Enjoy a drink and light refreshments while viewing students’ poster presentations of their research projects, followed by a panel on facets of ‘underworld’ history.

When: Tuesday 7 September 2010, 6:00pm – 7:30pm
Where: Nicholson Museum, Main Quadrangle, University of Sydney
Contact: 9351 2812,
Note: Free. Bookings essential.

Heroic Culture: E. P. Thompson’s Histories and the Experience of the Oppressed
Dr Chris Hilliard

Putting names to the faces in the street, recapturing the experiences and struggles of the forgotten people of the industrial revolution, was a central preoccupation of the eminent British historian E. P. Thompson (1924-1993). In this lecture, Dr Chris Hilliard of the University of Sydney explores the power and limitations Thompson’s brand of history and takes stock of his legacy.
When: Wednesday 8 September 2010, 6:00pm – 7:30pm.
: Law Lecture Theatre 101, Sydney Law School, University of Sydney.

Cities – Sydney, Freetown and Cape Town: Convicts and Empire
Dr Kirsten McKenzie, Dr Emma Christopher

Many Sydneysiders think they know all about the history of their city, but few know that its convict past links it firmly to Africa, a continent many Australians know little about. Emma Christopher and Kirsten McKenzie uncover a forgotten history of abandoned plans and lost hopes, of political objections to sending convicts to Africa and the sufferings of those who were sent there. By revealing the convict connections to Freetown, Sierra Leone and Cape Town, South Africa, they show how very nearly the stories of Africa and Australia came to taking different turns. The salon will launch Emma’s new book A Merciless Place: The Lost Story of Britain’s Convict Disaster in Africa and How it Led to the Settlement of Australia.
When: Thursday 9 September 2010, 6:00pm – 7:30pm.
Where: Sydney Law School Foyer, Eastern Avenue, University of Sydney.

These events are free, Bookings required for Tuesday’s event only.
Proudly supported by The Department of History, The Humanites Salon, The School of Philosophical and Historical Inquiry, and Sydney Ideas at the University of Sydney

For general information contact
T +61 2 9351 2862
F +61 2 9351 3918

For more information on History Week please visit the History Council of NSW

The Impact of the Declaration of Independence – Symposium 11-12 August, 2010

Generously sponsored by the Thomas Jefferson Foundation, (USA) and the Faculty of Arts, University of Sydney

Thomas Jefferson’s virtuoso performance in drafting the Declaration of Independence has secured him a special place in world history. For nearly 250 years his words have been a source of inspiration and adoration, as well as exasperation and revulsion. The potency of this document in United States is without parallel and Jefferson’s declaration has been a powerful force in the intellectual, moral and political life of many other nations. As the inspiration for anti-imperial movements, Jefferson’s declaration was echoed in 1790 when rebels in the Austrian Netherlands declared their province a free and independent state; in 1811 when Francisco de Miranda proclaimed the United Provinces of Venezuela; in 1918 when the Declaration of Independence of the Czechoslovak Nation was declared; in 1945 when Ho Chi Minh issued the Vietnamese Declaration of Independence; in 1965 when the white minority government of Southern Rhodesia issued a Unilateral Declaration of Independence.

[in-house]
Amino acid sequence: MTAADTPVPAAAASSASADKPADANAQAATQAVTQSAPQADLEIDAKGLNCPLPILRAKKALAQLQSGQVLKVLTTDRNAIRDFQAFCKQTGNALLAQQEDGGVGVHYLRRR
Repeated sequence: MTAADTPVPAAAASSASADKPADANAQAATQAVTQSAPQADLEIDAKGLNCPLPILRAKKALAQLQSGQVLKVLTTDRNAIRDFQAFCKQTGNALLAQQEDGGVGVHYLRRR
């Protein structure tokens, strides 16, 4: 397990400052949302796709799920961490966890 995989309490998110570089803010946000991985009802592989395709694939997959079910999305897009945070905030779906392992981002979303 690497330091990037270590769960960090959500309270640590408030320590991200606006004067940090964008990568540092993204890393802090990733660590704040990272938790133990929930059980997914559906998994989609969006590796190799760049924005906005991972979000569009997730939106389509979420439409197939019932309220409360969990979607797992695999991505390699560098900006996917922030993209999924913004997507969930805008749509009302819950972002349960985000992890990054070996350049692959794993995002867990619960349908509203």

This symposium aims to stimulate discussion about the intended and intended consequences of Jefferson’s most famous contribution to world history. It will be an informal affair where guest scholars will speak briefly to particular themes, with the aim of producing a cumulative conversation among participants. The numbers of participants is strictly limited.

Symposium guests are:

  • Richard Drayton, Rhodes Chair of Imperial History, Kings College London, author of Nature’s Government: Science, Imperial Britain and the Improvement of the World;
  • Frank Cogliano, Professor of History, University of Edinburgh, author of Thomas Jefferson :Reputation and Legacy;
  • Maya Jasanoff, Associate Professor in History at Harvard, author of Edge of Empire: Lives, Culture, and Conquest in the East, 1750-1850;
  • Jorge Canizares-Esguerra, Alice Drysdale Sheffield Chair of History, University of Texas author of Nature, Empire, and Nation. Explorations of the History of Science in the Iberian World;
  • Peter Onuf, Thomas Jefferson Memorial Foundation Professor, University of Virginia, author of Jefferson’s Empire: The Language of American Nationhood;
  • Andrew O’Shaughnessy, Director Saunders International Center for Jefferson Studies, editor of The Old World, New World: America and Europe in the Age of Jefferson;
  • John Keane, Professor of Politics, University of Sydney, author of The Life and Death and Democracy;
  • Rhys Isaac, Professor Emeritus, College of William and Mary, author of The Transformation of Virginia;
  • Michael Kranish, journalist and author of Flight from Monticello.

Registration:$ 120 for academics and $80 for postgraduates [includes morning tea and dinner on 11 Aug]. To register contact Professor Cassandra Pybus: before 30 July.

Venue: Holme and Sutherland Room, Holme Building, University of Sydney
9am, Wednesday 11 August, 2010.
Please note: The seminar will conclude at 1.30pm on Thursday 12 August.